2. If the Commission can proceed with respect to any claim(s), please explain whether the Commission should apply the principles of claim or issue preclusion to the district court case and what standard the Commission should apply.
3. Can the Commission apply claim or issue preclusion to the permanent injunction order issued by the district court on December 22, 2009, and if so, to what effect? Does the stipulation, which is signed by the parties and which appears before the permanent injunction, form part of the district court's judgment? If so, does Amgen rely on the stipulation for claim or issue preclusion? Please provide case law supporting your positions.
4. If the Commission denies Amgen's motions for summary determination with respect to any claims, how should the Commission proceed with respect to those claims?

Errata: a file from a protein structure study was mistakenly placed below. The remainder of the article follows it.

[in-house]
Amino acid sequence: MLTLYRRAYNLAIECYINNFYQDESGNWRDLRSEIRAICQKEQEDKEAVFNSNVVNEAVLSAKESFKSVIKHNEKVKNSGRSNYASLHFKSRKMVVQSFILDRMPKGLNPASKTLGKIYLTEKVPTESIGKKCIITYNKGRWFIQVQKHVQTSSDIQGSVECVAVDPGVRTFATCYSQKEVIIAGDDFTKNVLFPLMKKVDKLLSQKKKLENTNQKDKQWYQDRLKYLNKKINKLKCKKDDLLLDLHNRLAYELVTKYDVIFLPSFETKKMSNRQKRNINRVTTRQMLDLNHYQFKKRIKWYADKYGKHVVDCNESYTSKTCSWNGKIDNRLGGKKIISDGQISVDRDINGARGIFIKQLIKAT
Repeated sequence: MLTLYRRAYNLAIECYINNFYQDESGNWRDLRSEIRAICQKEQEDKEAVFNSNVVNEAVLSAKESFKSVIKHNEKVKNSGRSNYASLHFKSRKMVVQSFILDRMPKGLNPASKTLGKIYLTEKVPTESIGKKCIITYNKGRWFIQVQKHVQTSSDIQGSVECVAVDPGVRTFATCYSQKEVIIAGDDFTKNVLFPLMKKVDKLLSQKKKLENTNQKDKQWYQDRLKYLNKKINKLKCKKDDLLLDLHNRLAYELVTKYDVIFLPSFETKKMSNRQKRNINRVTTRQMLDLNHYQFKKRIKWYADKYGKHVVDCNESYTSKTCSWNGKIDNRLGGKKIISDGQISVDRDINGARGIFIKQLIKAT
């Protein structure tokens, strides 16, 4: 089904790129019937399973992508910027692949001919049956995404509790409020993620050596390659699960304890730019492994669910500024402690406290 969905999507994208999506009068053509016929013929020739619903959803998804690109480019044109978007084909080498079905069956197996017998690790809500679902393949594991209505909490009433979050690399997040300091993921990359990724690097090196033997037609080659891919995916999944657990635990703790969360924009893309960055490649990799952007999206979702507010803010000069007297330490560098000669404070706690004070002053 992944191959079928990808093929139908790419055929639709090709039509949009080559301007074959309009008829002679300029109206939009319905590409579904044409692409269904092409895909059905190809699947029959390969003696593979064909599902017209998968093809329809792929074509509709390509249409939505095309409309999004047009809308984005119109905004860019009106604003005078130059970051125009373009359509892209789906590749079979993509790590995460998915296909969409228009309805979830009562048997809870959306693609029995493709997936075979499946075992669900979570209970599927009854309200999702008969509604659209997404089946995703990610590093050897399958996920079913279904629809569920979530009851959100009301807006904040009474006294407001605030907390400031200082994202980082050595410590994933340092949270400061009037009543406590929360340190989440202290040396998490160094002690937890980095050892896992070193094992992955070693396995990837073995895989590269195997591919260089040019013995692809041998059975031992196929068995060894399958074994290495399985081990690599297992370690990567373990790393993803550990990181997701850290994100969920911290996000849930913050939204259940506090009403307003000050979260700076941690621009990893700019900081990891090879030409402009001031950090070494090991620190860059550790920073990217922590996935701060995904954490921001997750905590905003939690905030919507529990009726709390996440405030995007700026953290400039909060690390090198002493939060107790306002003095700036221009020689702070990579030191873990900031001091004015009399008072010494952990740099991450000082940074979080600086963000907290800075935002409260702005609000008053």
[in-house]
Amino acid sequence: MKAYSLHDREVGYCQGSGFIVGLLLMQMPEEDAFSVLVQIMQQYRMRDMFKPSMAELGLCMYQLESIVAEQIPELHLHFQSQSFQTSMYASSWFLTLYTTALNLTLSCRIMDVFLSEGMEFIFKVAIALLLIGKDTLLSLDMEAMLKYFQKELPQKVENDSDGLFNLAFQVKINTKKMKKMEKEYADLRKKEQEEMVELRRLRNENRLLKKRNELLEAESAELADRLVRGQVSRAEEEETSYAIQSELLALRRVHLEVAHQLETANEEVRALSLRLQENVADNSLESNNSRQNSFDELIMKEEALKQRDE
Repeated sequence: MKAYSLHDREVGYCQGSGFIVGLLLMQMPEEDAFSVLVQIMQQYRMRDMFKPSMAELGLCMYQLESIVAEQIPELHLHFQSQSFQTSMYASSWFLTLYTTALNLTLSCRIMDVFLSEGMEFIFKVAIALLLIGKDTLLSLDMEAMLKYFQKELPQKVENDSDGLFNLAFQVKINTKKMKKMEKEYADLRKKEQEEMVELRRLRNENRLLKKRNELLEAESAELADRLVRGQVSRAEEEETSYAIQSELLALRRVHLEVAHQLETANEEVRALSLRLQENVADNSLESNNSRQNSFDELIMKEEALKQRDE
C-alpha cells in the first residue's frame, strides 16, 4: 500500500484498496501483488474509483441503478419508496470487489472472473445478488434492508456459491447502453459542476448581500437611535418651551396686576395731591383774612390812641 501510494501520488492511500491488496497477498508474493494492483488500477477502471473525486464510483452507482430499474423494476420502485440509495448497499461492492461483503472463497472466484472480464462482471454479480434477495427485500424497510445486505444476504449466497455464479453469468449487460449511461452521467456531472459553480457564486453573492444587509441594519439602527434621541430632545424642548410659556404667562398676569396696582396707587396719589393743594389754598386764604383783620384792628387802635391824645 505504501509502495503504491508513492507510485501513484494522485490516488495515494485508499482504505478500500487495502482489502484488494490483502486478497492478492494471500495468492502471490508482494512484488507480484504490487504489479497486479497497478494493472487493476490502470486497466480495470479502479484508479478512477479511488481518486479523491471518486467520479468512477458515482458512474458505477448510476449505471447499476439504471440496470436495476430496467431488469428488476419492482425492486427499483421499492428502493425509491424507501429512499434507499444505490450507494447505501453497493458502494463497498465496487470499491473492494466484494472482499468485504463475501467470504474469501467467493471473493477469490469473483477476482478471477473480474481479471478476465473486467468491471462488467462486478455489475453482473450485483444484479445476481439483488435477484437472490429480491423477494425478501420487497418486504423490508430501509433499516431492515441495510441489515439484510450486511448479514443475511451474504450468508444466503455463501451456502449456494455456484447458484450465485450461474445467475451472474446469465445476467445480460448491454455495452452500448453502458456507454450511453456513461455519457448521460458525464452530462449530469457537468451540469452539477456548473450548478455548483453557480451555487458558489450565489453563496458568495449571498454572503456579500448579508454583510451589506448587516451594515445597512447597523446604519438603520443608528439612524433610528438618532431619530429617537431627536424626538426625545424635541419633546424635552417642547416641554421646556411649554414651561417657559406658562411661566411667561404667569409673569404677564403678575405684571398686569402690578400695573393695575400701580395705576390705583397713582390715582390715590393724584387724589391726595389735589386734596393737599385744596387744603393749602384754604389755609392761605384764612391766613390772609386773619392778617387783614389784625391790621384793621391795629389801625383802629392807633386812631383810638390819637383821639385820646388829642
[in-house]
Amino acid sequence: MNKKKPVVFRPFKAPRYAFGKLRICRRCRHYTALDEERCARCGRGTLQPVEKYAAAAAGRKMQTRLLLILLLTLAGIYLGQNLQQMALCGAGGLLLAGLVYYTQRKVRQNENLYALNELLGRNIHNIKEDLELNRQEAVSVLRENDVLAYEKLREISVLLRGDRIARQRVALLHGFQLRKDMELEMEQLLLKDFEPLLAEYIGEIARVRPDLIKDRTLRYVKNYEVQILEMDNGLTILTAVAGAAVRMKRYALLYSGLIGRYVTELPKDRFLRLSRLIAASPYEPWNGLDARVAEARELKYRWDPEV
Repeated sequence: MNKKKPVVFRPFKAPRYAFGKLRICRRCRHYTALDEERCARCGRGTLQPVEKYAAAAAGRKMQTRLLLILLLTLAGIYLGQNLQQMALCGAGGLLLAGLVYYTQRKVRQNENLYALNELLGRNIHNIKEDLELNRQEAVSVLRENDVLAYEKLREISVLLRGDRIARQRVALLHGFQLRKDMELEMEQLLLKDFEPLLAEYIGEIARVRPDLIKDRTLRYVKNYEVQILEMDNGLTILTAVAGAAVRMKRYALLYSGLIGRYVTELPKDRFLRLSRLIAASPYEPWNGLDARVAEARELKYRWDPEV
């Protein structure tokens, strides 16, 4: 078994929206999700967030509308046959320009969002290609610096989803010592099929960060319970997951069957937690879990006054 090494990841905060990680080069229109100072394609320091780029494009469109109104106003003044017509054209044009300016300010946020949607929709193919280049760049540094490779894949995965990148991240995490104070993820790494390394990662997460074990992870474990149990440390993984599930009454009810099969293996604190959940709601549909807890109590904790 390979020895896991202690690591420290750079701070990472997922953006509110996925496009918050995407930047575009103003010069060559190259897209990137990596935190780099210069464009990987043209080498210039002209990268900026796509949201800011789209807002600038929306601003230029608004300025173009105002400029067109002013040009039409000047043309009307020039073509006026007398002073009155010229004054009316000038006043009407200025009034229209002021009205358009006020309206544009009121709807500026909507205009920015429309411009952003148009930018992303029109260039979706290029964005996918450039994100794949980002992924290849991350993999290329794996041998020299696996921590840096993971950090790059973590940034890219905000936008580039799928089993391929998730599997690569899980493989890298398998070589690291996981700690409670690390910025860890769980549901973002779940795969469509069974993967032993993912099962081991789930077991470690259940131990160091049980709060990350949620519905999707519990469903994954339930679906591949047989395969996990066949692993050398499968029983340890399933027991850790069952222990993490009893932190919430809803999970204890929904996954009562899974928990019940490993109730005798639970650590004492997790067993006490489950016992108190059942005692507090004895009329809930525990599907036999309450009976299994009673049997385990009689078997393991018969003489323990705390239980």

In connection with the final disposition of this investigation, the Commission may (1) issue an order that could result in the exclusion of the subject articles from entry into the United States, and/or (2) issue one or more cease and desist orders that could result in the respondent being required to cease and desist from engaging in unfair acts in the importation and sale of such articles. Accordingly, the Commission is interested in receiving written submissions that address the form of remedy, if any, that should be ordered. If a party seeks exclusion of an article from entry into the United States for purposes other than entry for consumption, the party should so indicate and provide information establishing that activities involving other types of entry either are adversely affecting it or likely to do so. For background, see In the Matter of Certain Devices for Connecting Computers via Telephone Lines, Inv. No. 337-TA-360, USITC Pub. No. 2843 (December 1994) (Commission Opinion).